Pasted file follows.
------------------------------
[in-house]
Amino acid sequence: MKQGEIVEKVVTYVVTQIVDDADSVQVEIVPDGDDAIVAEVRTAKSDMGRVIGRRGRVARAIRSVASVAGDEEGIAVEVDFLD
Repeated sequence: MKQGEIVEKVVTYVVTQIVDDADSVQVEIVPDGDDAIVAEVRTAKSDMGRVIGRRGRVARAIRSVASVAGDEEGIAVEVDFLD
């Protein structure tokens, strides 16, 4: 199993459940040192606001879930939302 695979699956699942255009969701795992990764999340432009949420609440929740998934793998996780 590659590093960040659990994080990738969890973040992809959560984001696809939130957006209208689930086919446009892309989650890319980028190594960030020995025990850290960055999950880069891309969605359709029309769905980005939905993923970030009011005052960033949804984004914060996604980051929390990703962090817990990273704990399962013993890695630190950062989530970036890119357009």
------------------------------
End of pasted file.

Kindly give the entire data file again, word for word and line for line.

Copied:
[in-house]
Amino acid sequence: MKQGEIVEKVVTYVVTQIVDDADSVQVEIVPDGDDAIVAEVRTAKSDMGRVIGRRGRVARAIRSVASVAGDEEGIAVEVDFLD
Repeated sequence: MKQGEIVEKVVTYVVTQIVDDADSVQVEIVPDGDDAIVAEVRTAKSDMGRVIGRRGRVARAIRSVASVAGDEEGIAVEVDFLD
């Protein structure tokens, strides 16, 4: 199993459940040192606001879930939302 695979699956699942255009969701795992990764999340432009949420609440929740998934793998996780 590659590093960040659990994080990738969890973040992809959560984001696809939130957006209208689930086919446009892309989650890319980028190594960030020995025990850290960055999950880069891309969605359709029309769905980005939905993923970030009011005052960033949804984004914060996604980051929390990703962090817990990273704990399962013993890695630190950062989530970036890119357009």